Minnesota Obamacare exchange 'near collapse'

The Minnesota state insurance commissioner says the state's Obamacare insurance exchange is "near collapse" and to save it, insurers must raise their rates on average by 60% and allow the companies to limit enrollment.


“It’s in an emergency situation -- we worked hard and avoided a collapse.” Rothman said in a telephone interview. “It’s a stopgap for 2017.”

On average, rates in the state will rise by about 60 percent, said Shane Delaney, a spokesman for MNSure, the state’s marketplace for Obamacare plans. About 250,000 people, or 5 percent of the state’s population, were covered under plans bought on the individual market, including plans bought on the Affordable Care Act markets as well as outside it.

Many people in the exchanges are eligible for tax credits to help reduce the cost of the premiums, Rothman’s office said, though those subsidies cut off once a family of four has an income of $97,200 or more. The law requires all Americans to buy insurance or pay a penalty. In Minnesota, a low-cost plan for a single person last year had annual premiums of about $2,800, before any tax credits, according to the Kaiser Family Foundation.

Most of the insurers in Minnesota’s individual market also plan to limit enrollment, to avoid taking on too many customers from Blue Cross and Blue Shield of Minnesota, which is leaving the exchanges after financial losses, the state said. Taking on too many new customers could harm insurers’ finances or overwhelm the doctors and hospitals that they contract with.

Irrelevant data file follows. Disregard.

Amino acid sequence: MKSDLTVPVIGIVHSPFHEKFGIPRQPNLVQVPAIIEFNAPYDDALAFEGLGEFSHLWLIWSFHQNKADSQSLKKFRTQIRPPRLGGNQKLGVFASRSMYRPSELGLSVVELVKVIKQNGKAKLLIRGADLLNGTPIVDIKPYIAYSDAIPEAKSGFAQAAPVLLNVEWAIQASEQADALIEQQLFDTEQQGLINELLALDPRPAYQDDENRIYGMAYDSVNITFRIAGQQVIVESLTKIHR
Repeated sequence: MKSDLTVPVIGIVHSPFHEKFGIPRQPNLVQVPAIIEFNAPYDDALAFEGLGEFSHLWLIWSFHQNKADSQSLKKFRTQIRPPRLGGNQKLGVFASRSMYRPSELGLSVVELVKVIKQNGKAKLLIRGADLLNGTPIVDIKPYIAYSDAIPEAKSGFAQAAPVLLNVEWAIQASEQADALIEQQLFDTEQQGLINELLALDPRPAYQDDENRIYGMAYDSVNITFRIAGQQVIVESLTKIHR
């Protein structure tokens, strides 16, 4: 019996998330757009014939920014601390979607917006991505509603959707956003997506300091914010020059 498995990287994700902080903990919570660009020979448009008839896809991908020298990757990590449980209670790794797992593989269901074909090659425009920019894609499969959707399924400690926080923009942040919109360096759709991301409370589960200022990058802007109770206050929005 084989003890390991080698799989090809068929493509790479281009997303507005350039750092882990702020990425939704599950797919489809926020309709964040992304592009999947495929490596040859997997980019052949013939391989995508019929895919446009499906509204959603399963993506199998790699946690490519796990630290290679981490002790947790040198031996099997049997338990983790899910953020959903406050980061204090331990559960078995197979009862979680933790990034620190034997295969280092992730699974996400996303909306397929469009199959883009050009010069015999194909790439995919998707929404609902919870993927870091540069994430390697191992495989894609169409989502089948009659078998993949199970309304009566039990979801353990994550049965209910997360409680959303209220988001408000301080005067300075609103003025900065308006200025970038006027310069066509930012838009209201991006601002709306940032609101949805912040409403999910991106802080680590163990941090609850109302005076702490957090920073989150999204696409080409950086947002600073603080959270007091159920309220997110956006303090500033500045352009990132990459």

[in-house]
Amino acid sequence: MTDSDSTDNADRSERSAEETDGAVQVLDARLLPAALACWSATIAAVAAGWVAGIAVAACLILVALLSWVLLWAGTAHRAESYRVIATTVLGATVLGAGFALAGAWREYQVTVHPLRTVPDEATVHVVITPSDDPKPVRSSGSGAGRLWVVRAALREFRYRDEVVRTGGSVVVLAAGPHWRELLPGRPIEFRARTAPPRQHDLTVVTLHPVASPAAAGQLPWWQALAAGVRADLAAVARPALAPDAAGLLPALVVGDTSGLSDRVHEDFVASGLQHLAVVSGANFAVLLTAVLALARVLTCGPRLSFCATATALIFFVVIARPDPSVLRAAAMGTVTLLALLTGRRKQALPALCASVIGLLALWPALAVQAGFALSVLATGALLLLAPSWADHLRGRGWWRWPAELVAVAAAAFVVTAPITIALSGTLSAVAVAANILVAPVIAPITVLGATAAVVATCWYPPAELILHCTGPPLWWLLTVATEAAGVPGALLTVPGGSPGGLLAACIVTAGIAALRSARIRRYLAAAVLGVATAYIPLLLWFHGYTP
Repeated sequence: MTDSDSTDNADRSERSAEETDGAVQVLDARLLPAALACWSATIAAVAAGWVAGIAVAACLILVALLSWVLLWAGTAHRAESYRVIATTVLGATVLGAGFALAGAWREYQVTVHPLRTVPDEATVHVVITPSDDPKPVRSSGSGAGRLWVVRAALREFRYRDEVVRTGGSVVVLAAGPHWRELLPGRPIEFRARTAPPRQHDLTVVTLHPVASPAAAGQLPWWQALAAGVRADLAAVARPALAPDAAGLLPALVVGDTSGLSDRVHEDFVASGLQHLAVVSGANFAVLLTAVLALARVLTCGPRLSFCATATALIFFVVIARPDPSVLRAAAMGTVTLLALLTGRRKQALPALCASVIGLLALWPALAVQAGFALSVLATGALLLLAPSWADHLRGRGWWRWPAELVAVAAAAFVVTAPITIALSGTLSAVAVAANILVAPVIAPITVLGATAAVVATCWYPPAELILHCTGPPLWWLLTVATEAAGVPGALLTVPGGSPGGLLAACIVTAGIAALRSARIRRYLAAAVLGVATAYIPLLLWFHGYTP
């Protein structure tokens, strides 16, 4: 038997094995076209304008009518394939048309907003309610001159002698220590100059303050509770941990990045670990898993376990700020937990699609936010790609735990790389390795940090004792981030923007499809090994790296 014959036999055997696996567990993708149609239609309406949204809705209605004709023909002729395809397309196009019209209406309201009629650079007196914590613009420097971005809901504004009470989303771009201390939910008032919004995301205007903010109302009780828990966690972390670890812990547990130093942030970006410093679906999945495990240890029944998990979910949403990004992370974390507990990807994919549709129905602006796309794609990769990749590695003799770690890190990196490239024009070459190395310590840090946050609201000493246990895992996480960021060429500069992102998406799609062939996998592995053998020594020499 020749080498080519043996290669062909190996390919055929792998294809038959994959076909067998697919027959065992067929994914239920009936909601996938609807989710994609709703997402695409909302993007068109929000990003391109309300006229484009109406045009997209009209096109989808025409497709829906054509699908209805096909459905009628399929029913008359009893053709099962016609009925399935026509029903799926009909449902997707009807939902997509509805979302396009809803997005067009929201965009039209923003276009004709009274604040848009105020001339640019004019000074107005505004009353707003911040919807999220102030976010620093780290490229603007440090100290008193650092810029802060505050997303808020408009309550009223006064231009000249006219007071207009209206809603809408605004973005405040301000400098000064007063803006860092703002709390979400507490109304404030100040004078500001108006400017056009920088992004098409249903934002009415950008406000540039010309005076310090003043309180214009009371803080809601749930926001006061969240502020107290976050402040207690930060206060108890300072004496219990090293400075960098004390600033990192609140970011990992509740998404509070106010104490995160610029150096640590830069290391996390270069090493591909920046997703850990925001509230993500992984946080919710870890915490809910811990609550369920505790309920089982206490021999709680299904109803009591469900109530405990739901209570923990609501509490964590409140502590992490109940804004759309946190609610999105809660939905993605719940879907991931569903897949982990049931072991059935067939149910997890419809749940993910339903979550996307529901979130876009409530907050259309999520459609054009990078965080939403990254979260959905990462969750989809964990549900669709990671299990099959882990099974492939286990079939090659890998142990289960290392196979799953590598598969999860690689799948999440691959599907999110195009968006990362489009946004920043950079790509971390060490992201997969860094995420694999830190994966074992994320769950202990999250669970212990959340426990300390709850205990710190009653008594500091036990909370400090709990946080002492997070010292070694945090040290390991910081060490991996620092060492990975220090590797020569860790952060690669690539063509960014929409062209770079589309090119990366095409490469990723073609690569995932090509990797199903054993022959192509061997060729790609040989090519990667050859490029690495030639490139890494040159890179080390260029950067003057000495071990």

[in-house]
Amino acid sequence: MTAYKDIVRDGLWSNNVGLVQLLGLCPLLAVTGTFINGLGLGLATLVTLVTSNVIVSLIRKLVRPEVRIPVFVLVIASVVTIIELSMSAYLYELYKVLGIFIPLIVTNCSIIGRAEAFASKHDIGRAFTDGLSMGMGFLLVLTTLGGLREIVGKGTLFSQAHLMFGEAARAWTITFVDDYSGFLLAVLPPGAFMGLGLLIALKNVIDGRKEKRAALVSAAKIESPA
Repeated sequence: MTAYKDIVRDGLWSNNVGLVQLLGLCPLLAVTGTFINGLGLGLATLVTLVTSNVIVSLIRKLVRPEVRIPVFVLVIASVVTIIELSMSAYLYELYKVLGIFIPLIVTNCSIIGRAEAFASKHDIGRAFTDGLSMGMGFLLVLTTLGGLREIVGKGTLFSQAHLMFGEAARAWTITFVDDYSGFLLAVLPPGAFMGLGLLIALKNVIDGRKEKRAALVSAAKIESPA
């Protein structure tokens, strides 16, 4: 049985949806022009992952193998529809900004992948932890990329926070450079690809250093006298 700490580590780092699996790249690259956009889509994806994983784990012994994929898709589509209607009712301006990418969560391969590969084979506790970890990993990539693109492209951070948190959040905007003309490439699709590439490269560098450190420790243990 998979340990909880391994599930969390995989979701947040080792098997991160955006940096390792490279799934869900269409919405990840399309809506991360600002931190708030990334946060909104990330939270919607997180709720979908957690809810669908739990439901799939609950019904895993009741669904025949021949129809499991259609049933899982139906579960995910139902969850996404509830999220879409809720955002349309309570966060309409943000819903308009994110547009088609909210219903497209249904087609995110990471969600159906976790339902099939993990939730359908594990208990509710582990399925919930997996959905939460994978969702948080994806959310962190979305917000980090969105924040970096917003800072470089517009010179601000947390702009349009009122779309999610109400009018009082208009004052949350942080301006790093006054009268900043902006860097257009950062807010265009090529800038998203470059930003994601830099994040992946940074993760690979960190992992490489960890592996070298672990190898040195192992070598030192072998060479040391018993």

Jonathan Gold, a spokesman for the U.S. Department of Health and Human Services, said Minnesotans would still have affordable options for coverage next year. “Headline rate changes do not reflect what these consumers actually pay because tax credits reduce the cost of coverage below the sticker price,” Gold said in a statement.

Of the about 70,000 people who had insurance on the Obamacare markets this year, 63 percent got subsidies last year, according to the commissioner’s office.

Mr. Gold is delusional. Thousands of families in Minnesota will bear the full brunt of premium increases. Even those who receive subsidies will pay more for their insurance this year. The idea of "affordable" health insurance in Minnesota is a cruel joke.

The recent exit of Blue Cross Blue Shield from the exchange has reduced consumer options to the bare minimum. This is something we are going to see in other states with federal exchanges as companies can no longer bear the hundreds of millions of dollars in losses they are experiencing and pull out of the program.

What effect, if any, will this have on the presidential race in Minnesota? Consumers are going to see and feel those price increases immediately. I suspect that Obamacare may not have quite the impact as a political issue that it had in 2010 and 2012, but the increases will remind Minnesotans which party forced Obamacare down their throats and which party wants to get rid of it.